Thursday, 5 June 2008

Intelligence Gathering review

Last week (or this week depending on where you live) saw the release of the final issue in Intelligence Gathering miniseries from IDW. here are my thoughts:

In short: Beautiful, very well written, lots of interesting character bits, and plenty of continuity porn. Yet is also failed to draw me in quite as much as the previous Tipton/Messina works, still fantastic, but not knocking me off my feet.

#1 "Valued intelligence" - Data and Riker head down to Daystrom One, the Federation's new archive facility, to find out why it isn't working properly. Daystrom One itself is pretty high concept in terms of in-universe science and as a result the artwork for much of the issue is similarly high concept, featuring a colourful jazzy virtual world vaguely reminiscent of the world of Tron.

Ultimately it's all the Romulans fault and the story is left "to be continued"... Is the reader left wanting more? Yep, a solid start to the series, the cliff-hanger is perhaps not so pronounced that it leaves you rocking in a corner awaiting the next issue, but it piques one's curiosity.

Outside the virtual world the art is almost as jazzy. Anyone familiar with David Messina's art will be used to his distinctive style, but for this series he seems to take it a step further; While being entirely loyal to the TNG aesthetic Messina somehow completely reinvents it too, the series is crisp, graphical, dark, and everything glows, it pulls TV era TNG more into the style of the movies and it really looks quite fantastic (fingers crossed David Messina gets to illustrate an Enterprise-E or Deep Space 9 adventure some day, he'd really do them justice)

#2 "A Matter of Dates" - So a tantalising story of Romulan infiltration is set to continue! Well not quite, the second issue in the series is stand alone (if it links to the overall story arc I missed it entirely). fortunately it's a really rather fantastic story (my second favourite in the series) so it's sidestep away from the story continuation of the series is entirely excused.
The story is Worf-centric, with a reasonably hefty role for Ro Laren beside him. On Votar VII a group of Kaylar workers have begun a violent revolt against their Rigelian employers, Picard elects Worf to go in and play diplomat - satisfyingly foreshadowing Worf's future diplomatic career.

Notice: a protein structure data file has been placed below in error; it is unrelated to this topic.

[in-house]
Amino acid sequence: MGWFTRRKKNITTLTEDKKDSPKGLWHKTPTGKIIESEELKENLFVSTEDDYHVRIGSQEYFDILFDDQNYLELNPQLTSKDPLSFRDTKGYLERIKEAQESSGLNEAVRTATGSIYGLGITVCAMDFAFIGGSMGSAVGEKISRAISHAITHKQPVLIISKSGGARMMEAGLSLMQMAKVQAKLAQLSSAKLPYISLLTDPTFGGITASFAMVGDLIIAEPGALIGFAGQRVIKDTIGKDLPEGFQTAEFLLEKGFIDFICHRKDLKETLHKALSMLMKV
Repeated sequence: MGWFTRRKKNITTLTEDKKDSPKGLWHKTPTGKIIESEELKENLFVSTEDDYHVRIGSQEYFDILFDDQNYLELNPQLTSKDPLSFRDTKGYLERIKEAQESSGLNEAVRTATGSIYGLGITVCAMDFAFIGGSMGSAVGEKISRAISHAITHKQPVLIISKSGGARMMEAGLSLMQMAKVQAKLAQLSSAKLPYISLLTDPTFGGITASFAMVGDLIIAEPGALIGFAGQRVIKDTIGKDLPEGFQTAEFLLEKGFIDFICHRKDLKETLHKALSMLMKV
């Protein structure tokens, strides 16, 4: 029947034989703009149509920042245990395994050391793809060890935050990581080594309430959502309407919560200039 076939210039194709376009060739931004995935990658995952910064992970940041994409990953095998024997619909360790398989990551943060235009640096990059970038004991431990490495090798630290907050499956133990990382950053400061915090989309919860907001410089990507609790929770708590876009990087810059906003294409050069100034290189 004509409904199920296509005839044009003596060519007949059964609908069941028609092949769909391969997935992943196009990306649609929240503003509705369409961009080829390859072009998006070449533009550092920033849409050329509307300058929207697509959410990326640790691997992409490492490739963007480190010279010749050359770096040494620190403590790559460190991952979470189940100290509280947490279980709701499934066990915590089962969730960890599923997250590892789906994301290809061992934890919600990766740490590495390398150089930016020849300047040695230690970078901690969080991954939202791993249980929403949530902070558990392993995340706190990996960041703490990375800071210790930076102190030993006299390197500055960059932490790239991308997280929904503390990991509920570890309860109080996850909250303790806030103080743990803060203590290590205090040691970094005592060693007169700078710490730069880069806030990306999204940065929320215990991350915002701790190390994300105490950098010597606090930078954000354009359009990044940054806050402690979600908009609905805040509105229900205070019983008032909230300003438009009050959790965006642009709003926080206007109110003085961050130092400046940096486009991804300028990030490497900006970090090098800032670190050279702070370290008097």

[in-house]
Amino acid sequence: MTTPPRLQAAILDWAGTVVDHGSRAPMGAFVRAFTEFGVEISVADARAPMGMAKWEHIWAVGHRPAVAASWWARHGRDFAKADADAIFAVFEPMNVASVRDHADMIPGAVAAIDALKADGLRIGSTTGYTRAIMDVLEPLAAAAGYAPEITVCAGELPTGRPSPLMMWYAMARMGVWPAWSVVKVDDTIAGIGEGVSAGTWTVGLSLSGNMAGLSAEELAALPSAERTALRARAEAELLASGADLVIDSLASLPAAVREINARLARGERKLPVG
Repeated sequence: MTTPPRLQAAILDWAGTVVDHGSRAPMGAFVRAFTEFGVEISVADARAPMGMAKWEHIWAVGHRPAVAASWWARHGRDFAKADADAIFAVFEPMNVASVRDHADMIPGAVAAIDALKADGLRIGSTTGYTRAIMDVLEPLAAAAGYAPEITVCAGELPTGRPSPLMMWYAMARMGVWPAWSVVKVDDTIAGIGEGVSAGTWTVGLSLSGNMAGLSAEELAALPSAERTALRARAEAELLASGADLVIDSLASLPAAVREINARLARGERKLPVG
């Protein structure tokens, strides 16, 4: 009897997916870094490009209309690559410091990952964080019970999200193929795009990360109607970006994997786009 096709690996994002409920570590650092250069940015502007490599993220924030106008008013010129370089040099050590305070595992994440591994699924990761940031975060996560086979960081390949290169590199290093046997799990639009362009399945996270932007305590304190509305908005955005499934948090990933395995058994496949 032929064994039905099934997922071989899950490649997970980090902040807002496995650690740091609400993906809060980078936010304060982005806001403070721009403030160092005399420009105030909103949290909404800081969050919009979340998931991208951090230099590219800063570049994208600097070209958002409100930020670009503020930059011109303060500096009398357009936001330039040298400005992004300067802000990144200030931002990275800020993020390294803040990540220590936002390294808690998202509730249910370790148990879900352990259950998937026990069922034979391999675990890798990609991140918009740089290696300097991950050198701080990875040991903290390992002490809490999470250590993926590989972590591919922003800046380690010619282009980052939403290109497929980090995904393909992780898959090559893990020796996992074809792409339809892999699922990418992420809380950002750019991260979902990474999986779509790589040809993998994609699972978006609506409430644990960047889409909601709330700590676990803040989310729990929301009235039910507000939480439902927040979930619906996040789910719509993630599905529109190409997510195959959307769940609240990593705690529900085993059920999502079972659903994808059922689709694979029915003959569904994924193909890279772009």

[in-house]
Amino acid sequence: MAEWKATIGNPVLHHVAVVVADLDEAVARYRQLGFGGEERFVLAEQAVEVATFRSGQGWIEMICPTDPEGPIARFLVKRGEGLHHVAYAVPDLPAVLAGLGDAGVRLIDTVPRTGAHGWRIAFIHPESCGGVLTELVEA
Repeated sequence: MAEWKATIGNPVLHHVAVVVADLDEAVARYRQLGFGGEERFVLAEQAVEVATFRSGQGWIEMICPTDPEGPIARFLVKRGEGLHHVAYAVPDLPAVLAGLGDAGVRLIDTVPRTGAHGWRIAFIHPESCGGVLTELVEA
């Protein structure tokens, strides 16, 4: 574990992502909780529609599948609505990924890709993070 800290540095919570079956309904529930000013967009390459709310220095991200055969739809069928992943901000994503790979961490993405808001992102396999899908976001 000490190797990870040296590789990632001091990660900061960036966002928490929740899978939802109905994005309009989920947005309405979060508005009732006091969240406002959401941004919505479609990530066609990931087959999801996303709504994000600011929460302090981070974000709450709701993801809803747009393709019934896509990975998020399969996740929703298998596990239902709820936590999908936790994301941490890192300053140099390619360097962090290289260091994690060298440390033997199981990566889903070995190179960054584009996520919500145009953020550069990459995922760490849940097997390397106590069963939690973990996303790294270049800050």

The use of two familiar yet obscure Trek races is nice, and the story feels like it had some solid character development for Worf, and some fun intellectual playfulness from Picard.

#3 "Chasing Shadows" - This issue kicks off with the Romulan prisoners taken in the first issue being dropped off at a starbase, neatly signifying the return to the series' story arc.

This was my favourite issue of the series, it did everything right. The featured characters are La Forge and O'Brien, this time I think O'Brien gets the most out of the story; Like Worf's role in the previous issue this story sees O'Brien take on a different than usual duty and foreshadows his future - in this case his decision to take a new assignment at Deep Space 9.

The issue also features a very likable and well developed guest character in the form of the chief engineer of the USS Jackson. And the story is moved on with the discovery of a mysterious device found on the Jackson leading to a similar one being discovered on the Enterprise. What is going on?

#4 "Matters of the Mind" - Crash, Bam, Ka-Pow, oh it's over... This issue seemed a bit of a blur to me. It had quite a lot of fighting action from a group of mind controlled crew persons. It successfully continued the series' story arc forward. It made use of some more previously established races and technologies in a nice new way. But it was all zipped through at quite a pace. Not my favourite issue at all, but onwards to the conclusion...

#5 "Disgrace" - As one might have guessed from the conclusion of the first issue all this mind control and alien devices stuff turned out to be Romulans plots to kidnap Data. Which they do so promptly at the start of the story. Of course it wasn't just the reader that could see that one coming so Picard and the gang follow on behind to resolve this little mystery. What they find you probably wouldn’t have guessed.

The series is brought to a neat and satisfying conclusion, with the help of one of those pretty Scorpion class fighters from Nemesis and an Iconian device that looks suspiciously like a stargate...

This one features most of the main cast in some way or another, but the really nicely played characters are the Romulans - The conclusion of the series is about understanding the Romulan way of thinking, and it's clear the Tiptons really do.

The only disappointment, some big extra-dimensional monstery alien things are the guest the villains and they sort of come from nowhere and don’t get far. The Tiptons have a skill for pulling in and using various references from throughout the Trekverse, they did so in abundance throughout this series - these new aliens could easily have been swapped to a prelude of contact with Species 8472, another extra-dimensional "lets kill everyone" bunch. But ah well, the big scary monsters served their purpose, this issue was really the Romulans’ turn in the spotlight, perhaps another familiar face would have overshadowed them a bit.

Conclusion: The combination of Scott and David Tipton with David Messina has been a winner from their first issue. This has not changed, the creative team continue to deliver top notch story telling with breath taking artwork. This series seems to be missing something that Klingons: Blood Will Tell had that made it somehow outstanding, but it's still pretty fantastic and well worth a read. The omnibus is out in August, if you've not read the issues as they come out I thoroughly recommend picking it up.

1 comment:

Bernard said...

I loved this series. Tomalak up to no good again.